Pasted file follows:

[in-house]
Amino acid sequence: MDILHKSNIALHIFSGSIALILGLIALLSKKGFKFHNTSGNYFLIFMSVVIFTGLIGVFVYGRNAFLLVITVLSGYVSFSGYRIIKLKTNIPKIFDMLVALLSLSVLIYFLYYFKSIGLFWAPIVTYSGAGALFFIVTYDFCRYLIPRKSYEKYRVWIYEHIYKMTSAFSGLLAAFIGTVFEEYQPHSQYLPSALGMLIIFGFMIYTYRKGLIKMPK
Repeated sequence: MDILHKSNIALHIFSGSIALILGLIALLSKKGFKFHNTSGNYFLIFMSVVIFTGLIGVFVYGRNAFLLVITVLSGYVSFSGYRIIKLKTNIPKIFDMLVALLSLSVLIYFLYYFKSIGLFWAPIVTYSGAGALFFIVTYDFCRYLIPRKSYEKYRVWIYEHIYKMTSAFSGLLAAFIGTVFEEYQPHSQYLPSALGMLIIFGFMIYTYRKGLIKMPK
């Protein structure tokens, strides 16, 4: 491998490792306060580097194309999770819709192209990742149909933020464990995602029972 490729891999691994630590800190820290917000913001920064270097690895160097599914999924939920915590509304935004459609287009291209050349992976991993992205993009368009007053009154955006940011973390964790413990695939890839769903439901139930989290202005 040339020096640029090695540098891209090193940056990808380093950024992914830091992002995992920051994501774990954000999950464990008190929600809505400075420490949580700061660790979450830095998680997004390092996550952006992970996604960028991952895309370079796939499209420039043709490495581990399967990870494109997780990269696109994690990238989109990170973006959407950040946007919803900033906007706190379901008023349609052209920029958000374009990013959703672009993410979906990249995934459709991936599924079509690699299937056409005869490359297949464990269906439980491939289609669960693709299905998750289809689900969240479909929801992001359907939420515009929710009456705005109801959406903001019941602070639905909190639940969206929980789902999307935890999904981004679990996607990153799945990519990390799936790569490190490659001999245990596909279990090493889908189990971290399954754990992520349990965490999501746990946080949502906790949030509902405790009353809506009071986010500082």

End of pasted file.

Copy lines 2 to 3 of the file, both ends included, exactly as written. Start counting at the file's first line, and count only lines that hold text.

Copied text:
Amino acid sequence: MDILHKSNIALHIFSGSIALILGLIALLSKKGFKFHNTSGNYFLIFMSVVIFTGLIGVFVYGRNAFLLVITVLSGYVSFSGYRIIKLKTNIPKIFDMLVALLSLSVLIYFLYYFKSIGLFWAPIVTYSGAGALFFIVTYDFCRYLIPRKSYEKYRVWIYEHIYKMTSAFSGLLAAFIGTVFEEYQPHSQYLPSALGMLIIFGFMIYTYRKGLIKMPK
Repeated sequence: MDILHKSNIALHIFSGSIALILGLIALLSKKGFKFHNTSGNYFLIFMSVVIFTGLIGVFVYGRNAFLLVITVLSGYVSFSGYRIIKLKTNIPKIFDMLVALLSLSVLIYFLYYFKSIGLFWAPIVTYSGAGALFFIVTYDFCRYLIPRKSYEKYRVWIYEHIYKMTSAFSGLLAAFIGTVFEEYQPHSQYLPSALGMLIIFGFMIYTYRKGLIKMPK